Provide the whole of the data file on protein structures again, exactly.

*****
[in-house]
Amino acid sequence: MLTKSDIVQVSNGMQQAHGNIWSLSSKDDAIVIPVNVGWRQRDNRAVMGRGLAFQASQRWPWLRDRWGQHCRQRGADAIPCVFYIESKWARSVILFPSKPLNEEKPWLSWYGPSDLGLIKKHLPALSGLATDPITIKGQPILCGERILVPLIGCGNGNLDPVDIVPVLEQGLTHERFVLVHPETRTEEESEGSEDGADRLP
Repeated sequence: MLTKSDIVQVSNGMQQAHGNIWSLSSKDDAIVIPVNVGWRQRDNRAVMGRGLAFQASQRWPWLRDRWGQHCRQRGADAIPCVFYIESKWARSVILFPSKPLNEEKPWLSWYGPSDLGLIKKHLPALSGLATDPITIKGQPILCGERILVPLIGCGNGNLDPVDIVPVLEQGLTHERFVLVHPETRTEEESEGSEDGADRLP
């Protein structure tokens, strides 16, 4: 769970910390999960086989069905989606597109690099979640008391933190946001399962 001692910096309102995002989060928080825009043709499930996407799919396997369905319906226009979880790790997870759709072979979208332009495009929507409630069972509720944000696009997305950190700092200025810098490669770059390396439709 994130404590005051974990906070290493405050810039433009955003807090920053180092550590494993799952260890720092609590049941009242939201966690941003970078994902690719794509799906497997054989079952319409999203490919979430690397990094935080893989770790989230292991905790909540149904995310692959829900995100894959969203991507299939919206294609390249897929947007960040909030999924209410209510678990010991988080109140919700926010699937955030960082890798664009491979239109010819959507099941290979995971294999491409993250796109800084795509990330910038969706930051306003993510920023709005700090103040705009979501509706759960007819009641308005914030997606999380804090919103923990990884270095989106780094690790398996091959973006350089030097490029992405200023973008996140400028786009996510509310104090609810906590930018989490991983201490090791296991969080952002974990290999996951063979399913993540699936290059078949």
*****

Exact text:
[in-house]
Amino acid sequence: MLTKSDIVQVSNGMQQAHGNIWSLSSKDDAIVIPVNVGWRQRDNRAVMGRGLAFQASQRWPWLRDRWGQHCRQRGADAIPCVFYIESKWARSVILFPSKPLNEEKPWLSWYGPSDLGLIKKHLPALSGLATDPITIKGQPILCGERILVPLIGCGNGNLDPVDIVPVLEQGLTHERFVLVHPETRTEEESEGSEDGADRLP
Repeated sequence: MLTKSDIVQVSNGMQQAHGNIWSLSSKDDAIVIPVNVGWRQRDNRAVMGRGLAFQASQRWPWLRDRWGQHCRQRGADAIPCVFYIESKWARSVILFPSKPLNEEKPWLSWYGPSDLGLIKKHLPALSGLATDPITIKGQPILCGERILVPLIGCGNGNLDPVDIVPVLEQGLTHERFVLVHPETRTEEESEGSEDGADRLP
């Protein structure tokens, strides 16, 4: 769970910390999960086989069905989606597109690099979640008391933190946001399962 001692910096309102995002989060928080825009043709499930996407799919396997369905319906226009979880790790997870759709072979979208332009495009929507409630069972509720944000696009997305950190700092200025810098490669770059390396439709 994130404590005051974990906070290493405050810039433009955003807090920053180092550590494993799952260890720092609590049941009242939201966690941003970078994902690719794509799906497997054989079952319409999203490919979430690397990094935080893989770790989230292991905790909540149904995310692959829900995100894959969203991507299939919206294609390249897929947007960040909030999924209410209510678990010991988080109140919700926010699937955030960082890798664009491979239109010819959507099941290979995971294999491409993250796109800084795509990330910038969706930051306003993510920023709005700090103040705009979501509706759960007819009641308005914030997606999380804090919103923990990884270095989106780094690790398996091959973006350089030097490029992405200023973008996140400028786009996510509310104090609810906590930018989490991983201490090791296991969080952002974990290999996951063979399913993540699936290059078949």